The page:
Re: Quick guide to postmodernism (was: Re: Gibson (was: Re: Computer chicken))

Subject: Re: Quick guide to postmodernism (was: Re: Gibson (was: Re: Computer chicken))
From: bill thompson (
Date: Sat Oct 01 2005 - 22:23:35 EDT

hey eliot,

i understand most of what you're saying but i'm having
trouble with one comment:

> the result "sounds
> good." This is because
> if it sounded bad, that would be a kind of appeal to
> an inner
> adjustment.

i'm wondering if in trying to make this more
manageable for me something got lost? i mean, who
determines what 'sounds bad' as compared to 'sounds
good'? wouldn't that be an example of a value system
based on a meta-narrative? i.e. one dominant value
system that determines what sounds good etc...sounds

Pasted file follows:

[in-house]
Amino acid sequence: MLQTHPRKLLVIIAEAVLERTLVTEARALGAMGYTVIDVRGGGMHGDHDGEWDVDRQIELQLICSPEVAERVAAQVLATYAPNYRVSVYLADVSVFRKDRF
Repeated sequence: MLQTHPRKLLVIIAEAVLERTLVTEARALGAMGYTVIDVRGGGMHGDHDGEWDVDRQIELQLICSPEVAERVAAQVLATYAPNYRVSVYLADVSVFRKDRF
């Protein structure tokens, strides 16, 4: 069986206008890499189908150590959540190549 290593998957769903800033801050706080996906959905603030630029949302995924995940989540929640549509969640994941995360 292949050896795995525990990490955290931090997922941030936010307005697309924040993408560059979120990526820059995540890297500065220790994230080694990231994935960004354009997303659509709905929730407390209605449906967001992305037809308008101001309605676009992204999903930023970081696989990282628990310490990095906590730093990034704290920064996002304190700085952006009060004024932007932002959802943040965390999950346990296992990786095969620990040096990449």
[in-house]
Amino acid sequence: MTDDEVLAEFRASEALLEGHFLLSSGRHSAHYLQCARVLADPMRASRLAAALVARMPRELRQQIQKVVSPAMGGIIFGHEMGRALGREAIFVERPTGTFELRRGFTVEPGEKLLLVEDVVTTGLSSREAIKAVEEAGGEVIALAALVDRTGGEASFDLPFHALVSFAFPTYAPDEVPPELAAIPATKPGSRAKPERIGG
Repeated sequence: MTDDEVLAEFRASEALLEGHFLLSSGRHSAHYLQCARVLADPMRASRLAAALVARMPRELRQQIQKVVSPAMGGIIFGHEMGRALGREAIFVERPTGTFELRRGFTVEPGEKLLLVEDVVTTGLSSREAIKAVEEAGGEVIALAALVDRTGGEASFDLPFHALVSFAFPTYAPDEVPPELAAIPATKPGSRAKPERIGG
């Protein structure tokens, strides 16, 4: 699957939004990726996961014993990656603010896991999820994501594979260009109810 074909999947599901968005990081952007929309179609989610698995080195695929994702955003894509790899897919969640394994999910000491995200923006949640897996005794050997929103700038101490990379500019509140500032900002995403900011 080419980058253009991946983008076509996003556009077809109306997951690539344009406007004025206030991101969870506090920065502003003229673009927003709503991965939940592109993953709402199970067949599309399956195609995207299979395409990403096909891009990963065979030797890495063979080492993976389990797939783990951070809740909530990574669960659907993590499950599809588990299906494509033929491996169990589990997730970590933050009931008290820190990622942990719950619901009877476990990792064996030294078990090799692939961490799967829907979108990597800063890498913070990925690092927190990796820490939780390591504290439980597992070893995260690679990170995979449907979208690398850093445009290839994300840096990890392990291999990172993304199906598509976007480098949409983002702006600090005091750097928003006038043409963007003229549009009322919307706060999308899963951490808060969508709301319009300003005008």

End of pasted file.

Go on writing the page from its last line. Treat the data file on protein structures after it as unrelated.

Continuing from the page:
good certainly can't just mean tonal or consonant

i'm guessing the gist of it was that pm is about the
sounds themselves without appealing to an 'inner
adjustment' or existing in reference to or as a result
of either a 'system' and/or higher/deeper meaning
(where as modernist works are very much about either
the system (serialism) or the attempt to craft the
'perfect' object or experience that opens you to a
transcendental 'higher/deeper' reality beyond this
one.) in other words, modernist works at some level
point somewhere else, where as postmodern works point
to themselves. yes?

my examples would be cage, who most certainly could be
considered p.m...much of his work is considered
difficult to listen to and thus to some, sounds bad
(but i love his work)...where as glass is often
considered very easy to listen to, and yet..well, i
hate him (lol)...well, it 'sounds bad' to me.


"The more you think about things the weirder they seem." -Calvin

Yahoo! Mail - PC Magazine Editors' Choice 2005

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